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From Good to great (again): Former Crockett star continues to dominate the court

Patrick Good, who joined the team at Appalachian State University this fall, is already leading in scoring.
Patrick Good, who joined the team at Appalachian State University this fall, is already leading in scoring.

H&T Correspondent
Patrick Good has moved from Crockett to Boone, where he’s wasting no time blazing a new trail.
After becoming David Crockett’s all-time leading scorer and piling up 2,716 points during his high school career, Good headed to the High Country of Boone, North Carolina, where he’s leading Appalachian State in scoring three games into his college career.
The smooth transition was highlighted by tallying a team-high 21 points in the Mountaineers’ 103-94 loss at Tennessee last week. Good made 5 of 7 attempts from 3-point range during the efficient outing.
The performance was all the sweeter with his mother (Tracy) and grandmother (Mary Anderson) in the stands, along with fellow Crockett alums Peyton Ford and Andres Huerta.
Crockett’s basketball team had a game that night, or there likely would’ve been another 15-20 supporters in Thompson-Boling Arena.
Good, of course, was pleased by the turnout.
“For them to take the time on a Tuesday night to come to Knoxville to see our team and support me really meant a lot,” he said. “I want to thank them.”
Appalachian State coach Jim Fox wasn’t surprised by Good’s solid showing against the home-state school.
“I think the one thing with him when we watched him play (in high school) was he always made big shots, he always made plays,” Fox said. “So I think the moment at Tennessee where, you know, you’re playing in front of a lot of guys – a lot your people – could’ve been overwhelming, and it wasn’t. And I think that’s a credit to him and the way he’s always played.”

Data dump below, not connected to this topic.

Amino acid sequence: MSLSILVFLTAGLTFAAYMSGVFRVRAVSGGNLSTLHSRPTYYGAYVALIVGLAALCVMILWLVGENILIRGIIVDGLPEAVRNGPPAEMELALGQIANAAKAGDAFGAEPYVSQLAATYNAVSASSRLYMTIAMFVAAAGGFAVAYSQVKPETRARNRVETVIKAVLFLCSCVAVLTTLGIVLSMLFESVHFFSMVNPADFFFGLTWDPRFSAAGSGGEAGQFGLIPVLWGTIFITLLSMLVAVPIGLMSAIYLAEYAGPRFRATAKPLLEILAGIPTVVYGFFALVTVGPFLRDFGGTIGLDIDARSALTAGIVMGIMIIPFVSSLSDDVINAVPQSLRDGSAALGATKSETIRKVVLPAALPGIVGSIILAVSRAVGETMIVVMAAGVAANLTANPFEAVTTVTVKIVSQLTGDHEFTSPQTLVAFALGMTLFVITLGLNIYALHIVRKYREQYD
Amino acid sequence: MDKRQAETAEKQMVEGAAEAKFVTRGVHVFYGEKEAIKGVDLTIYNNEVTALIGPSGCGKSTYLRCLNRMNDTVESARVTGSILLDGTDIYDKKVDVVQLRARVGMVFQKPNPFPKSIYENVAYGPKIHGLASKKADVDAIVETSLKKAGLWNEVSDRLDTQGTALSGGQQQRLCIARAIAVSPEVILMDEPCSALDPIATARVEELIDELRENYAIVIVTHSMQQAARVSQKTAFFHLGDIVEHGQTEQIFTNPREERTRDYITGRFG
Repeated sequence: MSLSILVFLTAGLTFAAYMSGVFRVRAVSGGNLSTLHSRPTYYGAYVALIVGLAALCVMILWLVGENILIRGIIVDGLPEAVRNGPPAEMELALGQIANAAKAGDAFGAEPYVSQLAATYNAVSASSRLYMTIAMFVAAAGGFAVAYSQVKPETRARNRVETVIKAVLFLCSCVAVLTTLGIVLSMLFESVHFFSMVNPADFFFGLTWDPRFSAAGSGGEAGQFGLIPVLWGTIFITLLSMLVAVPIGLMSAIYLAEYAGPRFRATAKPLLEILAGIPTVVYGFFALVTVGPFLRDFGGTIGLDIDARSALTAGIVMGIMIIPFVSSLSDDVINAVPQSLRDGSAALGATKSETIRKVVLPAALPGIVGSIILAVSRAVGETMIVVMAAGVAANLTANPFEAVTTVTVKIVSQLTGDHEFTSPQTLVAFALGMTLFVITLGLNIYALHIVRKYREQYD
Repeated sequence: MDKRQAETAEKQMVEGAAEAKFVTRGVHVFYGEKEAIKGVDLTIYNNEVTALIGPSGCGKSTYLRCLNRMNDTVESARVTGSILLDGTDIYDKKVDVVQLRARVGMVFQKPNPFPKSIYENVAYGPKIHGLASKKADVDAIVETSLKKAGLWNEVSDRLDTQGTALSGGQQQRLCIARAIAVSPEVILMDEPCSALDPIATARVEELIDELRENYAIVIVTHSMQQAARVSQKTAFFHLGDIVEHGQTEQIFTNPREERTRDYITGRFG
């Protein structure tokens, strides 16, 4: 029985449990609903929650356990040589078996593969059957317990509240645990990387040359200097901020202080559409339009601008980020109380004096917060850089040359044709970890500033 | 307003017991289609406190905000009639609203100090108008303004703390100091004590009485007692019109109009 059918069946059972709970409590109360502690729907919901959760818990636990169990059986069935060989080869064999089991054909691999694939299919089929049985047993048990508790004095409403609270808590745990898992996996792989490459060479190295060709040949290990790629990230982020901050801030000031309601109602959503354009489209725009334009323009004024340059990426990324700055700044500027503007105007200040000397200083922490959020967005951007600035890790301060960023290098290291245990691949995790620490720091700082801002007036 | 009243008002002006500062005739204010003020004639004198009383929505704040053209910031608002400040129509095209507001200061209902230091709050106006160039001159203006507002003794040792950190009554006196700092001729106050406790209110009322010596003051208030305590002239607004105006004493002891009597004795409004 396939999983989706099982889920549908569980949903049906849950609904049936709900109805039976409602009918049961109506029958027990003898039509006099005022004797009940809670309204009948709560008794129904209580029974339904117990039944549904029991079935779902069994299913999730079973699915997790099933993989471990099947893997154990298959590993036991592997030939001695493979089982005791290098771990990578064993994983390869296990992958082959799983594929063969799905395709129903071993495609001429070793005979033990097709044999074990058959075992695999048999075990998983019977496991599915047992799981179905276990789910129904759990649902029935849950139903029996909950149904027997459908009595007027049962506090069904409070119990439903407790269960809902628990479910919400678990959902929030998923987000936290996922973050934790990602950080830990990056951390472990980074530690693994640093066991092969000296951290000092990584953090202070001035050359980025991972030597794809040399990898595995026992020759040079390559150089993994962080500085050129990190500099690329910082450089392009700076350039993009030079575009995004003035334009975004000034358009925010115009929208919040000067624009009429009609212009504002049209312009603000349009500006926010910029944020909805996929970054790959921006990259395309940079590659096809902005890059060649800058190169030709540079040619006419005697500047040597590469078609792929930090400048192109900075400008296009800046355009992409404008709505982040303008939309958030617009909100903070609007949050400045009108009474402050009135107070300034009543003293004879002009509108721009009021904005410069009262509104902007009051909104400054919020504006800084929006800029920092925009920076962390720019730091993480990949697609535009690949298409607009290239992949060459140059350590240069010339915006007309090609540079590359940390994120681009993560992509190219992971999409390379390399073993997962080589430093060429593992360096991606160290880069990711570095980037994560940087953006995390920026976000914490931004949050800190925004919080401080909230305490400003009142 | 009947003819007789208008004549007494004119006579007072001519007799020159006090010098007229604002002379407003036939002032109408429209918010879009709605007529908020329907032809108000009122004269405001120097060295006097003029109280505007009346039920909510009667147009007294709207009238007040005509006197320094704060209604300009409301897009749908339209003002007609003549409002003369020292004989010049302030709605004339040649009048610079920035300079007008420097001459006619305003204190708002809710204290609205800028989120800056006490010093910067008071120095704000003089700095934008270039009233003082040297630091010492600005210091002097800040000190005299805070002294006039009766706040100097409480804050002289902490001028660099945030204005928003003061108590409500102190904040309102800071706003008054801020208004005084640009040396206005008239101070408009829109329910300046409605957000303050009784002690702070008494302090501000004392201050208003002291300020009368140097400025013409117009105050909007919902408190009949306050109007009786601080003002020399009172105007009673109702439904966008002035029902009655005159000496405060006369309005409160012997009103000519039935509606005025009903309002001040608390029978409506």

A 6-foot, freshman guard, Good is averaging 14.7 points per game. He is 15 of 23 from the field (65.2 percent) and has made 11 of 18 attempts from 3-point distance (61.1 percent). Good leads ASU in steals and treys, and he’s tied for third with nine defensive rebounds.
“Patrick is learning to become a complete player,” Fox said. “As a player in high school, he had a different role than he has now. What he needed to do for Crockett was different. It’s not only about scoring for him, it’s about making other guys better. That’s a big thing we need from him, and he’s getting better at that. I’ve been pleased with that.
“Obviously, he’s gonna be able to score, you know; he’s always gonna be able to score.”
Including others should come naturally for Good, who also set Crockett’s career assists mark (780).
“I think what really helps him, basically, is he has a great basketball IQ,” Fox said.
Good will realize another dream this weekend when the Mountaineers play against Hall of Fame coach Mike Krzyzewski’s talented Duke Blue Devils in the iconic Cameron Indoor Stadium.
“They have a great tradition and a great coach in Coach K and a great team,” Good said. “Getting to play at Duke is obviously a dream come true.”
Good plans to major in sports management and minor in business.
“I feel like I’m at the place I need to be on and off the court,” he said. “When you have to grow up on your own you really don’t have time for any mistakes. … Obviously, you can call mom and dad, but there’s only so much they can do for you that far away. I can see myself maturing since I’ve been here in June. I just want to be the best player and person I can be – on and off the court and in the classroom.”
With a game in Hartford, Connecticut preceding the visit to Duke, Good won’t be home for Thanksgiving. But he’s arguably more thankful than ever these days.
“There’s a huge difference between home cooking and cafeteria food,” Good said. “And I miss Granny Mary’s lemonade. Mary Anderson makes the best lemonade. …
“I have to make sacrifices now just like my mom and dad have made sacrifices for me. … I love basketball and I’m gonna work as hard as I can at it. There’s always something I feel like I could’ve done better. That’s just the competitor that I am.”